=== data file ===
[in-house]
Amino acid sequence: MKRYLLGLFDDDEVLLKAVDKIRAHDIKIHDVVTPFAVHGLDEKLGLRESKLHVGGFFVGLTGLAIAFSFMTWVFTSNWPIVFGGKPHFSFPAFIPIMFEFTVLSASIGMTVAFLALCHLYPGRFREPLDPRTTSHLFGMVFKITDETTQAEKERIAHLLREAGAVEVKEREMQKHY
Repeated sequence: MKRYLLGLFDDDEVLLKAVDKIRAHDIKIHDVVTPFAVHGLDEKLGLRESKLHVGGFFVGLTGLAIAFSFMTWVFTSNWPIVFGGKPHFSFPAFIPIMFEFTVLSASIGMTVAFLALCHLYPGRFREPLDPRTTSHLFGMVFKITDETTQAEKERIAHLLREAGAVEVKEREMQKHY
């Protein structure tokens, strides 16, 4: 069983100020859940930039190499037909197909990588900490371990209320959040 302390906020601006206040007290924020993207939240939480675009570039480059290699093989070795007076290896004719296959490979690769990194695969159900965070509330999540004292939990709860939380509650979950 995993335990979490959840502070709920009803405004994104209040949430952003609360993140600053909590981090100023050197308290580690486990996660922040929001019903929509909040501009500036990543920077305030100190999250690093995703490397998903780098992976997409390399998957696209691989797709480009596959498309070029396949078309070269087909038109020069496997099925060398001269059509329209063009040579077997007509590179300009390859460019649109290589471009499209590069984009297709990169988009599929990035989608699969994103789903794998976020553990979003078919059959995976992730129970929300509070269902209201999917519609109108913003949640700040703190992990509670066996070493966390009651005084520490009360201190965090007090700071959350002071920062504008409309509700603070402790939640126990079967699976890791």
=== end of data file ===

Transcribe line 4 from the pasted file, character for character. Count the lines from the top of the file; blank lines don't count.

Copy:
């Protein structure tokens, strides 16, 4: 069983100020859940930039190499037909197909990588900490371990209320959040 302390906020601006206040007290924020993207939240939480675009570039480059290699093989070795007076290896004719296959490979690769990194695969159900965070509330999540004292939990709860939380509650979950 995993335990979490959840502070709920009803405004994104209040949430952003609360993140600053909590981090100023050197308290580690486990996660922040929001019903929509909040501009500036990543920077305030100190999250690093995703490397998903780098992976997409390399998957696209691989797709480009596959498309070029396949078309070269087909038109020069496997099925060398001269059509329209063009040579077997007509590179300009390859460019649109290589471009499209590069984009297709990169988009599929990035989608699969994103789903794998976020553990979003078919059959995976992730129970929300509070269902209201999917519609109108913003949640700040703190992990509670066996070493966390009651005084520490009360201190965090007090700071959350002071920062504008409309509700603070402790939640126990079967699976890791």